Today was one of those days. An overflowing to do list and whatever I started seemed not to end precisely where I wanted. Adding to the distraction that comes with a not-so-much-sleeping-anymore-baby my oldest one joined in, as she couldn’t go to school either. Those days would normally be destined for some take out food or home delivery. Normally. If take out wouldn’t take so much time to pick up, given that I have to take the entire kids-gang with me. If delivery services would make tasty food. If I would find a delivery service that has food for every taste and age. If I would find a delivery service that serves the food either super fast or in a reliable time frame to arm me for the witching hour when my girls transform to kidzillas. But so far I haven’t found one. And on those days I cannot afford to stir a pot on the stove while consoling one, two or three girls at the same time close to tears myself. On those days I need a kitchen lifesaver. Quick and easy soul food. Comforting, healthy and satisfying.

One of my all time favorites in this situation is succulent Saikyo Yaki (Miso-marinated grilled fish), served with a steaming bowl of freshly cooked rice and a savory miso soup. As usual, I have some fish in its marinade in my fridge waiting patiently for those days to come. Now all I need is a tiny bit of preparation to bring out the smiles again with a yummy dinner on the table in about 10 minutes elapsed time. How does that sound?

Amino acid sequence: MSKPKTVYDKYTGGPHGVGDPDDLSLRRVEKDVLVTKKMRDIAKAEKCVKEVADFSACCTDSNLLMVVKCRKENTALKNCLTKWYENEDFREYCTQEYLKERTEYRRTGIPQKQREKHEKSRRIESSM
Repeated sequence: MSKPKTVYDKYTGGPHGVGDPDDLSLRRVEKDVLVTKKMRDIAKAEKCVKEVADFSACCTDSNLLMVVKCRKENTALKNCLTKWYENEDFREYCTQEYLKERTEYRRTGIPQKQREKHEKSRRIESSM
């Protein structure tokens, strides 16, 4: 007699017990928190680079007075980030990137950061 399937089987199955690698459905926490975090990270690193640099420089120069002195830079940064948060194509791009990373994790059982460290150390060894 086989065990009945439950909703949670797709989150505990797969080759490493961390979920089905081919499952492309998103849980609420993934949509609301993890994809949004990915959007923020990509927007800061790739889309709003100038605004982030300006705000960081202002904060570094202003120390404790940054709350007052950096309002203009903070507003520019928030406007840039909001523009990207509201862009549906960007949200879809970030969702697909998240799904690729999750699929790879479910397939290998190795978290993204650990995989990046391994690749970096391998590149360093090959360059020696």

So whenever you have a moment during the day wash the rice, put it in the rice cooker and keep it warm until you need it. At the same time soak some kombu (kelp) in water and make dashi (basic stock) within a couple of minutes (see recipe here), putting you in the pole position to whip up a miso soup while the fish, that you just need to take out of the marinade, is broiling. That’s it.

Certainly no remedy against the witching hour, but a way to make your life easier in the heat of the moment. Admittedly, I almost always have some salmon marinated in miso sitting in my fridge. Just to be prepared. Also because it simply tastes wonderful and keeps for about five days in the marinade.  And even if I don’t have one of those days, I don’t mind a yummy and healthy dinner that only takes minutes to get on the table.

Saikyo Yaki


  • 4 pieces á 100g  Fish (e.g. Salmon, (Spanish) Makarel, Cod)
  • some saké (optional
  • Sarashi or cheesecloth, big enough to wrap the fish
  • Non-reactive vessel that holds the fish in a snug fit layer


  • 450-500g saikyo miso (sweet, light miso)
  • 80 ml Mirin
  • Zest of one yuzu, lemon or orange


Rinse the fish under cold water and pat it dry. If you want to hedge your bets rinse the fish with sake and pat it dry. Mix the ingredients for the marinade and put half of it in a non-reactive vessel. Place the sarashi or cheesecloth (in a double layer) on top of the miso in the vessel, press down slightly and add the fish (snug fit). Enclose the fish with the remaining piece of sarashi/cheesecloth, put the second half of the marinade on top of it and close the lid or cover with a sheet of plastic wrap. Let the fish marinate at room temperature for a minimum of six hours or in the fridge for up to five days. The longer the fish marinates the firmer it will get and the more intense the salty-sweet miso flavor will become.